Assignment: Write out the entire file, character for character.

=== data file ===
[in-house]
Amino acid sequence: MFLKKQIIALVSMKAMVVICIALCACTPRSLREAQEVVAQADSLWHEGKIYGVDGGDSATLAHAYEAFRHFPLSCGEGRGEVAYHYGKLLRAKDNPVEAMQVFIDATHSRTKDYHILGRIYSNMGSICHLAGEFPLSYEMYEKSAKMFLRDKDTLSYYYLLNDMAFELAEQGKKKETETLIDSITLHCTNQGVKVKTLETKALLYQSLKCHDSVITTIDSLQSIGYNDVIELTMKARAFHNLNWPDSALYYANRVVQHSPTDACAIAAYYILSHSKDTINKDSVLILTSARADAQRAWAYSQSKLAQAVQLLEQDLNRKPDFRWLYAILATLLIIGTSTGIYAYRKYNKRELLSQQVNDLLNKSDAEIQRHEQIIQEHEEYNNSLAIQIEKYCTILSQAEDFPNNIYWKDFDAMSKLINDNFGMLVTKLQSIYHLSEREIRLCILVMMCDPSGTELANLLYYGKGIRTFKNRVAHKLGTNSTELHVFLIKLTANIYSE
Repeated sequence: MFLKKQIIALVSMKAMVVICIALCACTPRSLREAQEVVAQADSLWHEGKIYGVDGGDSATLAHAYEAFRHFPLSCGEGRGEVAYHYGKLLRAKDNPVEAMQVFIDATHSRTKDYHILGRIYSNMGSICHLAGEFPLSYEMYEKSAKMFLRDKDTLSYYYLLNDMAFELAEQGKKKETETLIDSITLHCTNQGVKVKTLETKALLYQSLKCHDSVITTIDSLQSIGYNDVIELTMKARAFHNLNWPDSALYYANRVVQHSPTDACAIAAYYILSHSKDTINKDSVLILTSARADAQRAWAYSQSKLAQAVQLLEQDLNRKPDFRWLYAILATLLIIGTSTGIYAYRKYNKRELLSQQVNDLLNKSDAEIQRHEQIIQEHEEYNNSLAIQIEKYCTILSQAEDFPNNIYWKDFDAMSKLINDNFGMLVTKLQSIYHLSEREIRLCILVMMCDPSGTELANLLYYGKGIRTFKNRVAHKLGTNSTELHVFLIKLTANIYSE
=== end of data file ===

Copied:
[in-house]
Amino acid sequence: MFLKKQIIALVSMKAMVVICIALCACTPRSLREAQEVVAQADSLWHEGKIYGVDGGDSATLAHAYEAFRHFPLSCGEGRGEVAYHYGKLLRAKDNPVEAMQVFIDATHSRTKDYHILGRIYSNMGSICHLAGEFPLSYEMYEKSAKMFLRDKDTLSYYYLLNDMAFELAEQGKKKETETLIDSITLHCTNQGVKVKTLETKALLYQSLKCHDSVITTIDSLQSIGYNDVIELTMKARAFHNLNWPDSALYYANRVVQHSPTDACAIAAYYILSHSKDTINKDSVLILTSARADAQRAWAYSQSKLAQAVQLLEQDLNRKPDFRWLYAILATLLIIGTSTGIYAYRKYNKRELLSQQVNDLLNKSDAEIQRHEQIIQEHEEYNNSLAIQIEKYCTILSQAEDFPNNIYWKDFDAMSKLINDNFGMLVTKLQSIYHLSEREIRLCILVMMCDPSGTELANLLYYGKGIRTFKNRVAHKLGTNSTELHVFLIKLTANIYSE
Repeated sequence: MFLKKQIIALVSMKAMVVICIALCACTPRSLREAQEVVAQADSLWHEGKIYGVDGGDSATLAHAYEAFRHFPLSCGEGRGEVAYHYGKLLRAKDNPVEAMQVFIDATHSRTKDYHILGRIYSNMGSICHLAGEFPLSYEMYEKSAKMFLRDKDTLSYYYLLNDMAFELAEQGKKKETETLIDSITLHCTNQGVKVKTLETKALLYQSLKCHDSVITTIDSLQSIGYNDVIELTMKARAFHNLNWPDSALYYANRVVQHSPTDACAIAAYYILSHSKDTINKDSVLILTSARADAQRAWAYSQSKLAQAVQLLEQDLNRKPDFRWLYAILATLLIIGTSTGIYAYRKYNKRELLSQQVNDLLNKSDAEIQRHEQIIQEHEEYNNSLAIQIEKYCTILSQAEDFPNNIYWKDFDAMSKLINDNFGMLVTKLQSIYHLSEREIRLCILVMMCDPSGTELANLLYYGKGIRTFKNRVAHKLGTNSTELHVFLIKLTANIYSE